And, there is more potential for your phone to mess with the cell signals others are on the ground receive rather than signals the aircraft receive. The FAA has determined that too many phones in airplanes trying to connect to ground towers could overwhelm them and disrupt service.
With new technologies, airplanes utilize a combination of ground towers and satellites to provide Wi-Fi signals on the plane for you to use. The frequency is specifically tuned to allow for stable Wi-Fi on an airplane moving fast relative to the ground with minimal switching that would otherwise drain the battery on your phone.
Should the technology expand to allow cellular signals, aircraft could feature small cellular units to communicate with ground towers through satellites to give you cell signals - without interfering with the airplane's instruments or ground towers.
When to Use Airplane Mode?
It is needless to say that you should use airplane mode when flying on an airplane. Remember that you can still use Bluetooth and even Wi-Fi if the airline allows it.
However, even outside of the airplane, turning on airplane mode is a great way to save battery if you're not actively browsing the internet. Those radio signals drain the device's battery as they constantly send and receive, search for signals, and update information on your device.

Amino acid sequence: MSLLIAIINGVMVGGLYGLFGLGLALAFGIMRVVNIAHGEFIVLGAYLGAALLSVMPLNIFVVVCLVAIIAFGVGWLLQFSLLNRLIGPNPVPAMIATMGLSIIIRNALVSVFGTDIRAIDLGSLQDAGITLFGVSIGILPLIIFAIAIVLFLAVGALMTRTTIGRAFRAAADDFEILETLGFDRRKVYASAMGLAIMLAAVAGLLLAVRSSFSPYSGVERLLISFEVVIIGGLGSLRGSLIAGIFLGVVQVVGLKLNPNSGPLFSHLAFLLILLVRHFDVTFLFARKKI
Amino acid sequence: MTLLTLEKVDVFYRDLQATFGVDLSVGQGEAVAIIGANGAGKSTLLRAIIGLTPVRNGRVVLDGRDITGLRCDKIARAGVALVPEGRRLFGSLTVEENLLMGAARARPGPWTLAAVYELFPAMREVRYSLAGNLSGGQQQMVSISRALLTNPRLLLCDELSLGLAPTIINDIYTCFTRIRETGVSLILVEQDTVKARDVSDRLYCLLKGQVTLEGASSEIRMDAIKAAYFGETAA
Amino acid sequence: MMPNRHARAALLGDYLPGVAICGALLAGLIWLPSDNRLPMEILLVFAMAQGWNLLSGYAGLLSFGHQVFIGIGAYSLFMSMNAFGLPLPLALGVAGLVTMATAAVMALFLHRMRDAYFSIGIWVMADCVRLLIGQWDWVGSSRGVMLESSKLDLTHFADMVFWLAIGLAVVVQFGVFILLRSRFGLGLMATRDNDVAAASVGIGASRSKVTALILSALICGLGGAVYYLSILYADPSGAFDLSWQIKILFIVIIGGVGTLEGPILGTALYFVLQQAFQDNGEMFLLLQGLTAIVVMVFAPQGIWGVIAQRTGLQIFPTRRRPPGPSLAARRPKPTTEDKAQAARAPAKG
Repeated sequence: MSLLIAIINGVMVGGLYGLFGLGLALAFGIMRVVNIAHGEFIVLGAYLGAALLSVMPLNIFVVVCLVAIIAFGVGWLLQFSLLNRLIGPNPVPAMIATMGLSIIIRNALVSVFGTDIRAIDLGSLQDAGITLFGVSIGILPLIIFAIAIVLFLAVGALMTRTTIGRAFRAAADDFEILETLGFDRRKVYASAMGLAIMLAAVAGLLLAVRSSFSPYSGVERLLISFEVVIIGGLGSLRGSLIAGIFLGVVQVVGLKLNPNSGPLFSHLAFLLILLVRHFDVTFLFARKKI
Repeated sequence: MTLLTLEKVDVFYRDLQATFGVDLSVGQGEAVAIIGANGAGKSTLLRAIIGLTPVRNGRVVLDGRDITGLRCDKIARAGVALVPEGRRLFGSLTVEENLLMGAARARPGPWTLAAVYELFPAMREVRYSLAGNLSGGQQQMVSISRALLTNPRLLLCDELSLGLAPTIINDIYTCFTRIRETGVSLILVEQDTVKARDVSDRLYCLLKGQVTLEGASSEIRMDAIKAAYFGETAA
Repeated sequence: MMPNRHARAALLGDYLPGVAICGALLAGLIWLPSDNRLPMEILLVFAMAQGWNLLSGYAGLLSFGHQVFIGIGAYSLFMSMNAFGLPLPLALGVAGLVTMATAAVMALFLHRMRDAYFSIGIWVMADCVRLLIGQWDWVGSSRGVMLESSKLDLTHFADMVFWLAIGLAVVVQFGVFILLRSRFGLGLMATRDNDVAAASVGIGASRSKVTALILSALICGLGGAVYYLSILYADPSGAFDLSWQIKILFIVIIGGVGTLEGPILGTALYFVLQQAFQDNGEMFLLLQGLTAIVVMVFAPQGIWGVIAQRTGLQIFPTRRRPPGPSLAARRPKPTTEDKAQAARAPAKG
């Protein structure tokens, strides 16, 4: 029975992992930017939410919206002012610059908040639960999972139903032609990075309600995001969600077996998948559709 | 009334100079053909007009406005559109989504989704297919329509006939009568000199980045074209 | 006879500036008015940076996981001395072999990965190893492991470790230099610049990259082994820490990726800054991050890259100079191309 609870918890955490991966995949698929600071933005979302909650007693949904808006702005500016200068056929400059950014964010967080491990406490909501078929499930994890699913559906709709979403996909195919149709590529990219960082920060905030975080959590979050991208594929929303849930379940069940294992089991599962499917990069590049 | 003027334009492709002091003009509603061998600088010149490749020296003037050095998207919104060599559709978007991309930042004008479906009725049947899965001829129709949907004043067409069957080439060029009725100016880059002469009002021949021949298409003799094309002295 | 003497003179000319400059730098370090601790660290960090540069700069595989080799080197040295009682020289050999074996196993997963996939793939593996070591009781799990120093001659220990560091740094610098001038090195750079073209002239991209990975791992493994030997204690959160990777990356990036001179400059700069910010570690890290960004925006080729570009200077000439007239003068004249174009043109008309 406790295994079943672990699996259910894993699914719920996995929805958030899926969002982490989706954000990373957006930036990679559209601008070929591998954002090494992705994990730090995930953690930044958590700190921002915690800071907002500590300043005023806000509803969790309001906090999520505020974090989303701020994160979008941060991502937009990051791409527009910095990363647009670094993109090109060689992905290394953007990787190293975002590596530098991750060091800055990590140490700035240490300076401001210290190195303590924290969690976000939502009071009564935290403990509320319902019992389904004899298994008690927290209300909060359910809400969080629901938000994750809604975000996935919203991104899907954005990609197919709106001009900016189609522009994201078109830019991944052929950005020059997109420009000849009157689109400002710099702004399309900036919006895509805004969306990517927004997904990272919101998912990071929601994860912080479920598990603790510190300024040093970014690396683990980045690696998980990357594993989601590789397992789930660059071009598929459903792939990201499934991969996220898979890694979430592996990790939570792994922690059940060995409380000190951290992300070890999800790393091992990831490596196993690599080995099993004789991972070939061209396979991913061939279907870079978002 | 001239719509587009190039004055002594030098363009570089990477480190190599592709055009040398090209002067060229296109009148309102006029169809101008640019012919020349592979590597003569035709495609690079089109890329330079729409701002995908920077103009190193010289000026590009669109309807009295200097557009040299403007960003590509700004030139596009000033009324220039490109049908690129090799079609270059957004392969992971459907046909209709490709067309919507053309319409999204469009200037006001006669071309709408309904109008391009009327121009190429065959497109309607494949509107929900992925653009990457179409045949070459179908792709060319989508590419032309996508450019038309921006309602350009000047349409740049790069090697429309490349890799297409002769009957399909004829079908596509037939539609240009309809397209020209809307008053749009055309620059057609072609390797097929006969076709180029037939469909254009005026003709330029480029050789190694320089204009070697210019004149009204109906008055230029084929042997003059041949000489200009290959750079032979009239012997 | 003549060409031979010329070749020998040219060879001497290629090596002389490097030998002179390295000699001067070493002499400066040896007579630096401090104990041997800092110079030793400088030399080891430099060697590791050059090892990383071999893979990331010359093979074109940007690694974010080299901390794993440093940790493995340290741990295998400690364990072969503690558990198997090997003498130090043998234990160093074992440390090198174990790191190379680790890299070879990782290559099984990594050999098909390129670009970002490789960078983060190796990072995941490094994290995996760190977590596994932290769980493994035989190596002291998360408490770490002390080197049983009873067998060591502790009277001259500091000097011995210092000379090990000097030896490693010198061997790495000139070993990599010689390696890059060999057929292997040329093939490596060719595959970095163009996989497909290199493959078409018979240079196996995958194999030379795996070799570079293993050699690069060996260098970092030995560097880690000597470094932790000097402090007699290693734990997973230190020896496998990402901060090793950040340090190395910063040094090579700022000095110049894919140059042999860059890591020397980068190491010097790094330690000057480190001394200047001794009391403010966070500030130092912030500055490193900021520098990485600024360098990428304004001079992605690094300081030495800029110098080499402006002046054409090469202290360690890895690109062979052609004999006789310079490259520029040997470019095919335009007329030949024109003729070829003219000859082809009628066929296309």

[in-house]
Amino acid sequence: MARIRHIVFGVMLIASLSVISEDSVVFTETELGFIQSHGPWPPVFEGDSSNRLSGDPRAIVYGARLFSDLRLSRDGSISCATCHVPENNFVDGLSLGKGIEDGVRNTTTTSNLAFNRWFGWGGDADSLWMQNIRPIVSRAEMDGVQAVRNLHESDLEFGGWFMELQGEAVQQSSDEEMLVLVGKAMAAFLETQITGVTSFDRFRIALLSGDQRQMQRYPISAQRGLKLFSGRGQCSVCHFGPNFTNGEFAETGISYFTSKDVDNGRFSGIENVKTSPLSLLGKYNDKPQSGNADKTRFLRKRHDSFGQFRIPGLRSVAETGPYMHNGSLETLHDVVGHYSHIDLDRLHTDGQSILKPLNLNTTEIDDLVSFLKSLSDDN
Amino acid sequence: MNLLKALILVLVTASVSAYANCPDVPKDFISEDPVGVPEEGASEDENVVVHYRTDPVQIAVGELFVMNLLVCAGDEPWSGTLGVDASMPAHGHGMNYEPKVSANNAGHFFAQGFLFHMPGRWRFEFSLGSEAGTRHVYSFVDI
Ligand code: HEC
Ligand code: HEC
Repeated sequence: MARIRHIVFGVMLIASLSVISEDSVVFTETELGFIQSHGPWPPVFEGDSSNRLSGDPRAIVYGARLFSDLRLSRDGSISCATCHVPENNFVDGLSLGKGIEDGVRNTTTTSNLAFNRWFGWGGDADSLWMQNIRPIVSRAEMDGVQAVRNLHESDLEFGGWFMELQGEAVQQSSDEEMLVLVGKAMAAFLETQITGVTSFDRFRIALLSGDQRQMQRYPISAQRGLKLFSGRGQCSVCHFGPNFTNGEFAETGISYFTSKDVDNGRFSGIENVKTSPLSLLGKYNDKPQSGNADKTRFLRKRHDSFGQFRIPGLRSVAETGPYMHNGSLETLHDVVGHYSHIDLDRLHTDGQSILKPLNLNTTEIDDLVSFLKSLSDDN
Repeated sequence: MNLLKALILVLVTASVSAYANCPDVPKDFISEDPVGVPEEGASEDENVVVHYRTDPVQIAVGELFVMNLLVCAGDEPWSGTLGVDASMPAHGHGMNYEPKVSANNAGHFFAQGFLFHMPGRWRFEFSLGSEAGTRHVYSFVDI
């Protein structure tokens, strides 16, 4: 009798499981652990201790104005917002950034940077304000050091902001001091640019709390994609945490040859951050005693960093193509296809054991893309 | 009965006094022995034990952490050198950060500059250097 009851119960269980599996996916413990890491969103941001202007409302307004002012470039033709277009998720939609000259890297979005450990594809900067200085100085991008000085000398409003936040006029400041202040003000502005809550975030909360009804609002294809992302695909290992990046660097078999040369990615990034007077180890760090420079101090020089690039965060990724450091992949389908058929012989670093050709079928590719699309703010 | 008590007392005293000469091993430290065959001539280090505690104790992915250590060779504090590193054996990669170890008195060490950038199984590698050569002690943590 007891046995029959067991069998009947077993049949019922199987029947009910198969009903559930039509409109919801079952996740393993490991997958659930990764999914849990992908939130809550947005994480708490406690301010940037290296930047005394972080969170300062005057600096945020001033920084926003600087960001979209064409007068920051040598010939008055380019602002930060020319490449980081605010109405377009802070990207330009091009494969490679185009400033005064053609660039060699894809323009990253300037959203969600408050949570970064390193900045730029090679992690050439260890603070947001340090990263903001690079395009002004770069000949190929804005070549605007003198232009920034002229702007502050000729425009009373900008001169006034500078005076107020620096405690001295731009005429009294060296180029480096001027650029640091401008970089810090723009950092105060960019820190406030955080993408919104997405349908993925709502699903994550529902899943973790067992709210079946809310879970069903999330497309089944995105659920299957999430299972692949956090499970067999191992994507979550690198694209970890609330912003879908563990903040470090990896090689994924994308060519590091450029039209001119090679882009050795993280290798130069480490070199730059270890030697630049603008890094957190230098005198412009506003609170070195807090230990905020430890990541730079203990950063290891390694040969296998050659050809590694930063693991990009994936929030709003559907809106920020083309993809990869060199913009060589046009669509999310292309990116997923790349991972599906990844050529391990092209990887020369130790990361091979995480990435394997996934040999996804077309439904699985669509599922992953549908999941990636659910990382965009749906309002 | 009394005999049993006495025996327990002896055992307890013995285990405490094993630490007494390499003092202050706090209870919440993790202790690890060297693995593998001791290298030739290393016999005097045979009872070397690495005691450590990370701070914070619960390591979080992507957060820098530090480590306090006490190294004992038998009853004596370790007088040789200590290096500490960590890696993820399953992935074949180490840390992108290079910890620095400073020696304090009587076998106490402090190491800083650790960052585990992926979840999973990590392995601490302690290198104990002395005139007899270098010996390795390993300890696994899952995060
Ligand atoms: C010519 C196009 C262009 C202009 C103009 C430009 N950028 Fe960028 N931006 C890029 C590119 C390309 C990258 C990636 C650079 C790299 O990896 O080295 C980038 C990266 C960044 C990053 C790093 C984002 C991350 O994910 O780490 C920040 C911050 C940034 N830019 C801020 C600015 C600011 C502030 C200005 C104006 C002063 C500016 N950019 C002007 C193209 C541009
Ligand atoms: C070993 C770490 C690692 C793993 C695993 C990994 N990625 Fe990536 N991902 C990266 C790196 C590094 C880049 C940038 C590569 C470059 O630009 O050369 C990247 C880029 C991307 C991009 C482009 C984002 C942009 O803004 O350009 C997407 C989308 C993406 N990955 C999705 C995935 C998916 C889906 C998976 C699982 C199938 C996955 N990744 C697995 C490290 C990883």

Airplane mode is also an excellent way to charge your phone faster because it cannot send or receive information, which would otherwise drain the battery.
So, will the airplane's flight instruments get messed up if you forget to turn on airplane mode? No. Will you interfere with some ground towers? Probably. Will you drain your battery quick? Absolutely.
Putting your phone into airplane mode while in flight is still the best option, especially since you can still turn Bluetooth back on, and most flights offer Wi-Fi now. Airplane mode also has other uses even outside of the plane.